void buzz(int msec) {
  if (!mute)
    digitalWrite(BUZZER_PIN, HIGH);
  delay(msec);
  digitalWrite(BUZZER_PIN, LOW);
}
 
int check_alarm(int hWatherCm) {
  if (hWatherCm > SOGLIA_ALLARME_1) {
     if (hWatherCm < SOGLIA_ALLARME_2)
       return 1;
     else
       return 2;
  }
  return 0;
}
 
long microseconds_to_centimeters(long microseconds) {
  /**
   * The speed of sound is 340.29 m/s or 29.4 microseconds per centimeter.
   * The ping travels out and back, so to find the distance of the
   * object we take half of the distance travelled.
   */
  return microseconds / 29.387 / 2;
}
 
void button() {
  //  Serial.println("Pulsante premuto");
  mute = !mute;
 
  lcd.setCursor(15, 1);
  if (!mute)
    lcd.write(SOUND_ICON_ON);
  else
    lcd.write('X');
}

Here is the error message:

sketch_mar13a.ino: In function 'void setup()':
sketch_mar13a:58: error: expected primary-expression before '{' token
sketch_mar13a:58: error: expected `;' before '{' token
sketch_mar13a:70: error: expected primary-expression before '{' token
sketch_mar13a:70: error: expected `;' before '{' token
sketch_mar13a:82: error: expected primary-expression before '{' token
sketch_mar13a:82: error: expected `;' before '{' token
sketch_mar13a.ino: In function 'void loop()':
sketch_mar13a:146: error: call of overloaded 'write(int)' is ambiguous
C:\arduino-1.0.3-windows\arduino-1.0.3\libraries\LiquidCrystal/LiquidCrystal.h:82: note: candidates are: virtual size_t LiquidCrystal::write(uint8_t)
C:\arduino-1.0.3-windows\arduino-1.0.3\hardware\arduino\cores\arduino/Print.h:49: note:                 size_t Print::write(const char*)
sketch_mar13a:154: error: call of overloaded 'write(int)' is ambiguous
C:\arduino-1.0.3-windows\arduino-1.0.3\libraries\LiquidCrystal/LiquidCrystal.h:82: note: candidates are: virtual size_t LiquidCrystal::write(uint8_t)
C:\arduino-1.0.3-windows\arduino-1.0.3\hardware\arduino\cores\arduino/Print.h:49: note:                 size_t Print::write(const char*)

I want to find out what these errors are requiring me to do in order to make this work. I have tried the following:

  1. Change newChar to byte
  2. Change newChar to createChar
  3. Adding "tokens" where the error report reports an error (such as ; or () or {})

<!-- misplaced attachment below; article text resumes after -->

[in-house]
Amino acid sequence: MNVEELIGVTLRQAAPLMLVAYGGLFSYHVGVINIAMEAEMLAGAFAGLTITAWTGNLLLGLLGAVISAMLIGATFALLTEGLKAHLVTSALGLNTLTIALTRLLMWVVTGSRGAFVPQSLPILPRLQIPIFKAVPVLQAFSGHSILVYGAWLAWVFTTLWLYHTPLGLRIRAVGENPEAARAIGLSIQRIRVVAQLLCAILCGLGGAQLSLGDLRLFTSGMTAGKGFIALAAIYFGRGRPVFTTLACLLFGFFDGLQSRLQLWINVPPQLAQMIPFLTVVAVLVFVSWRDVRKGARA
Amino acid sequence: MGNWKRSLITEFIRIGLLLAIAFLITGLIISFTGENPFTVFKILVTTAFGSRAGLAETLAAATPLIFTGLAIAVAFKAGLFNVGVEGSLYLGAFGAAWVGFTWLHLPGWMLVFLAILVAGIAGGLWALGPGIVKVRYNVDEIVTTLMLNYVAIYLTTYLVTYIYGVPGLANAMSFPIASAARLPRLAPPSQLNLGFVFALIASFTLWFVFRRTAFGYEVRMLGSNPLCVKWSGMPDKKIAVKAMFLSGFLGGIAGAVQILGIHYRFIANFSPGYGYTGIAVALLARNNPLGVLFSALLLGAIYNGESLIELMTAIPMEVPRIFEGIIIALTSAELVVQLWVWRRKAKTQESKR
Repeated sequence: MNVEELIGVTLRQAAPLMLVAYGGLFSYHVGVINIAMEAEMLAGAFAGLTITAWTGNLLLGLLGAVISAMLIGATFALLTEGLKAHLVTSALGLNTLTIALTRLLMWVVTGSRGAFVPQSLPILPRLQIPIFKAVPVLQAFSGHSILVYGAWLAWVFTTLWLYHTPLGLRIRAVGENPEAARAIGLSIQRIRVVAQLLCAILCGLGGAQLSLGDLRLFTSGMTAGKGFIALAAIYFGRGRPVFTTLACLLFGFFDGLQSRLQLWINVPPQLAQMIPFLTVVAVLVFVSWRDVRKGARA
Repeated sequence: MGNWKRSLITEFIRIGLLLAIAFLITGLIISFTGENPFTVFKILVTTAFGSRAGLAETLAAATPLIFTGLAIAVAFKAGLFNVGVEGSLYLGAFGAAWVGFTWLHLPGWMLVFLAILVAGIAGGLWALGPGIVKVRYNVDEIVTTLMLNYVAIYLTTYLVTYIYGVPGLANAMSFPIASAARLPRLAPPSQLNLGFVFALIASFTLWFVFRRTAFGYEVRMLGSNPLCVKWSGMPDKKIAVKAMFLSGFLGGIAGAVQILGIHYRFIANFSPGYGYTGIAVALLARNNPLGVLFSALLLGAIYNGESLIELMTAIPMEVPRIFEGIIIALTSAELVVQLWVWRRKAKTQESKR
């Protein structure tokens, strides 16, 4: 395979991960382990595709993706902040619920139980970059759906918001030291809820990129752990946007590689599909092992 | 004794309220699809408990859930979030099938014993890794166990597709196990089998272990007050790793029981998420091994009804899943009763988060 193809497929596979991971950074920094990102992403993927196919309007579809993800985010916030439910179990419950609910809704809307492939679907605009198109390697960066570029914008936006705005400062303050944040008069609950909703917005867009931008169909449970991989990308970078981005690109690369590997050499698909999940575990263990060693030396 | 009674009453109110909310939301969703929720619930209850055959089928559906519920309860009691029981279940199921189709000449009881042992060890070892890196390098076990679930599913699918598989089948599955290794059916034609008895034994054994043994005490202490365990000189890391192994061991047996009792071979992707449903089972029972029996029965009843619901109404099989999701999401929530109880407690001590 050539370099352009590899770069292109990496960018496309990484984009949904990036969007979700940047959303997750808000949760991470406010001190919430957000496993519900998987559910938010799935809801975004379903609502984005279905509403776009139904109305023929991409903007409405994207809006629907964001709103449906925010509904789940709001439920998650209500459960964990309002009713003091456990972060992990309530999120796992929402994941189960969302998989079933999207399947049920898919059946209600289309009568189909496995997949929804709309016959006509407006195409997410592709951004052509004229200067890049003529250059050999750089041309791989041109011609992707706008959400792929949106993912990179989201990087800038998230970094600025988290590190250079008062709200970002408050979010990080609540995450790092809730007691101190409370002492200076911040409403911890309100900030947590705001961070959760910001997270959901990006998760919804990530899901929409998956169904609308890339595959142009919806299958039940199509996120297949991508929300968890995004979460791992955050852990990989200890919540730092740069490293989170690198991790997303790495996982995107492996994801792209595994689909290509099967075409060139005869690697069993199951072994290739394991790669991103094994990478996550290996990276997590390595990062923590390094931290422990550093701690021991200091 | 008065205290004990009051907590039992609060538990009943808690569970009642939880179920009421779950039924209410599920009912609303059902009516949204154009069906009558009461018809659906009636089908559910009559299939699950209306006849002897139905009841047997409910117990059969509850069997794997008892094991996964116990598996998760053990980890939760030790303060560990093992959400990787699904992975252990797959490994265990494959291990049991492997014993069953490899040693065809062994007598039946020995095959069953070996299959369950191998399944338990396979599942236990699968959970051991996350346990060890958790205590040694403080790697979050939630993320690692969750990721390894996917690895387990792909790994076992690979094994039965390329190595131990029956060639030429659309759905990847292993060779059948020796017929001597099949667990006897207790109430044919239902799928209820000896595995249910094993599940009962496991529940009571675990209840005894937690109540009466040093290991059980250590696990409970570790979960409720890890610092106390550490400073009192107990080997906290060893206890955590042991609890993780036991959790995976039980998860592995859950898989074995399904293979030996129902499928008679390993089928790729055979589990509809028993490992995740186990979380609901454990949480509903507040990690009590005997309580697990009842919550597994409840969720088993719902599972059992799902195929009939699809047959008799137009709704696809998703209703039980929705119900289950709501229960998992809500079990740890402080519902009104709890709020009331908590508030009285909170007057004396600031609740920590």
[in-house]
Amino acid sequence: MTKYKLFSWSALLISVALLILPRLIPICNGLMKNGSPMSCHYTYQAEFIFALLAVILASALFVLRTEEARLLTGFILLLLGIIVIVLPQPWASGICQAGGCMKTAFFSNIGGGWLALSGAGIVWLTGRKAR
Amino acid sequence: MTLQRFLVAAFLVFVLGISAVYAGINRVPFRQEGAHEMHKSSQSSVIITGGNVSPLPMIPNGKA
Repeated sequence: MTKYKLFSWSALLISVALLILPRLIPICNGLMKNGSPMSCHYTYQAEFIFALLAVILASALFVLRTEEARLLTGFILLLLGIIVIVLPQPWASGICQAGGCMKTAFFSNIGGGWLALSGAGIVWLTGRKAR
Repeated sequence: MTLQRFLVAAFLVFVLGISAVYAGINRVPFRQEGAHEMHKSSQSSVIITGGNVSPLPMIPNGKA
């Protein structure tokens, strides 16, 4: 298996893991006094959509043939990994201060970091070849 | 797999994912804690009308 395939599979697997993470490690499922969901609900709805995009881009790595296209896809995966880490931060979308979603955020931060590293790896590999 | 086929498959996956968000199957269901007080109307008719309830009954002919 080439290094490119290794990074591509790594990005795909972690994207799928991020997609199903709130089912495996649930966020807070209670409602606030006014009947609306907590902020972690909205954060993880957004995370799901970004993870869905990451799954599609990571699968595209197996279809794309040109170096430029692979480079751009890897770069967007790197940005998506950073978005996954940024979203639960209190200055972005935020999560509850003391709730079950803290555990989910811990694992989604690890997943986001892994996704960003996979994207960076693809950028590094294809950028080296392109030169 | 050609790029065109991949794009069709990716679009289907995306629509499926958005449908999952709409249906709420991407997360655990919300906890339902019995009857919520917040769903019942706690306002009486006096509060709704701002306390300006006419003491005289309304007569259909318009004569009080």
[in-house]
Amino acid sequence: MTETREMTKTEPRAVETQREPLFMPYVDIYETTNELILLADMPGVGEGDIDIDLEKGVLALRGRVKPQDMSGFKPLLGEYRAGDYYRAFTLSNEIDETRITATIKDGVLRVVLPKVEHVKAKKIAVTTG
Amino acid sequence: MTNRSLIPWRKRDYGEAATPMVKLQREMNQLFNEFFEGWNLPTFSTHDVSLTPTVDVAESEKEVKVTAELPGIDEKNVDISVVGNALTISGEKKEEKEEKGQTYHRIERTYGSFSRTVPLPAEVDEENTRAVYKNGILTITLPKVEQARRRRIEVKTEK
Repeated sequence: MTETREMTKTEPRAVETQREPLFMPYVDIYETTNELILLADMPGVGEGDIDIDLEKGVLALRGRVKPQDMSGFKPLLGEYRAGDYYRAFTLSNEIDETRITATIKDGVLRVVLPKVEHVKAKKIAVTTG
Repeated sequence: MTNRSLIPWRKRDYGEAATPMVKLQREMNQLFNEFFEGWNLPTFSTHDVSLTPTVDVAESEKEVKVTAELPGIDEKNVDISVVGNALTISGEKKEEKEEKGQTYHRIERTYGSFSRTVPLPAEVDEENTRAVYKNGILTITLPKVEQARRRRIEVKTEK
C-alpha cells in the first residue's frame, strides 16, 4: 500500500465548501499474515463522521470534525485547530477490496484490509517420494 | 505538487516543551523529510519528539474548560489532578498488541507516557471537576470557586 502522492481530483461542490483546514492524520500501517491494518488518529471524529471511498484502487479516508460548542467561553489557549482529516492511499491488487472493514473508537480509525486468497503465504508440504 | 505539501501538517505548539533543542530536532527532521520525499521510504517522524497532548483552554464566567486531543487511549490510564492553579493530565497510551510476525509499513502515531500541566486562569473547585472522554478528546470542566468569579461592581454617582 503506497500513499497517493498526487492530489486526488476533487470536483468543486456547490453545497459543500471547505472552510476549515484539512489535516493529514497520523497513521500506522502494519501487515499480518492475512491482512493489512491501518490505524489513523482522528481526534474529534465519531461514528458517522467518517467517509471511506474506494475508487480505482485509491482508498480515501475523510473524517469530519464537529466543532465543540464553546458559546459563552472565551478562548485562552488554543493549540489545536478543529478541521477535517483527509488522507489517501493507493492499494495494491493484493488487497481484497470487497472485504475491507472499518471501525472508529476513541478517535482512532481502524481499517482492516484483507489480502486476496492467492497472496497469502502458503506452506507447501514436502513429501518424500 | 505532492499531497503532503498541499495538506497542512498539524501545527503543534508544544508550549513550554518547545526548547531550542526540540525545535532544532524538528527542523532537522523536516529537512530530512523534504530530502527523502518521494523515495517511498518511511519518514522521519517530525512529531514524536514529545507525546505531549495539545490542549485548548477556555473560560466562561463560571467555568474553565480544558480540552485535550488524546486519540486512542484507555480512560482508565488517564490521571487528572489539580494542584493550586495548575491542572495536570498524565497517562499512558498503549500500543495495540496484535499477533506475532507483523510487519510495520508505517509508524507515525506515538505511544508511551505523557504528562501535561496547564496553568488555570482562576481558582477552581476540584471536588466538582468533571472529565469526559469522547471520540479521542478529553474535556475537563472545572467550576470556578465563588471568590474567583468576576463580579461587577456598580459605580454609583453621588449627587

Any help would be very appreciated, and thanks in advance.
LinktheInventor

Hello :slight_smile:

The problem, is that you can't set an array like you did, you need to do it manually for each array index, exemple:

newChar[0] = B00000;
newChar[1] = B00100;
...

PS: good idea for getting water level, I will do the same for a next project :slight_smile: Can you tell me if it's accurate?

Hi, in addition to what already suggested by guix, the lcd.write() function seems to require an argument of a specific type: either a uint8_t (unsigned 8 bit integer) or a string (in the C sense of array of chars). Passing 0 is ambiguous since it may be interpreted as an address. You may change:

#define ALARM_ICON 0

into

const uint8_t ALARM_ICON = 0;

(the same for the other occurrences of the error).

OK, I changed the code to this:

byte *getChar(int n, byte newChar[]) {
  int i;
  byte code[5] = {
   newChar[0] = B10000,
   newChar[1] =  B11000,
   newChar[2] = B11100,
   newChar[3] = B11110,
   newChar[4] = B11111};
 
  for (i = 0; i < 8; i++)
    newChar[i] = code[n - 1];
 
  return newChar;
}
 
void setup() {
  int i;
  float h;
  byte newChar[8];
 
  /* set up the LCD's number of rows and columns: */
  lcd.begin(16, 2);
 
  for (i = 1; i < 6; i++)
    lcd.createChar(i, getChar(i, newChar));
 
  newChar = {
    newChar[0] = B00000,
    newChar[1] = B00100,
    newChar[2] = B01010,
    newChar[3] = B01010,
    newChar[4] = B11111,
    newChar[5] = B00100,
    newChar[6] = B00000,
  };
 
  lcd.createChar(ALARM_ICON, newChar);
 
  newChar = {
    newChar[0] = B00011,
    newChar[1] = B00101,
    newChar[2] = B11001,
    newChar[3] = B11001,
    newChar[4] = B11001,
    newChar[5] = B00101,
    newChar[6] = B00011,
  };
 
  lcd.createChar(SOUND_ICON, newChar);
 
  newChar = {
    newChar[0] = B00100,
    newChar[1] = B10010,
    newChar[2] = B01001,
    newChar[3] = B01001,
    newChar[4] = B01001,
    newChar[5] = B10010,
    newChar[6] = B00100,
  };
 
  lcd.createChar(SOUND_ICON_ON, newChar);

And I get these errors:

sketch_mar16a.ino: In function 'void setup()':
sketch_mar16a:58: error: expected primary-expression before '{' token
sketch_mar16a:58: error: expected `;' before '{' token
sketch_mar16a:70: error: expected primary-expression before '{' token
sketch_mar16a:70: error: expected `;' before '{' token
sketch_mar16a:82: error: expected primary-expression before '{' token
sketch_mar16a:82: error: expected `;' before '{' token

Did I simply misunderstand you?

LinktheInventor:
OK, I changed the code to this:

  newChar = {

newChar[0] = B00100,
    newChar[1] = B10010,
    newChar[2] = B01001,
    newChar[3] = B01001,
    newChar[4] = B01001,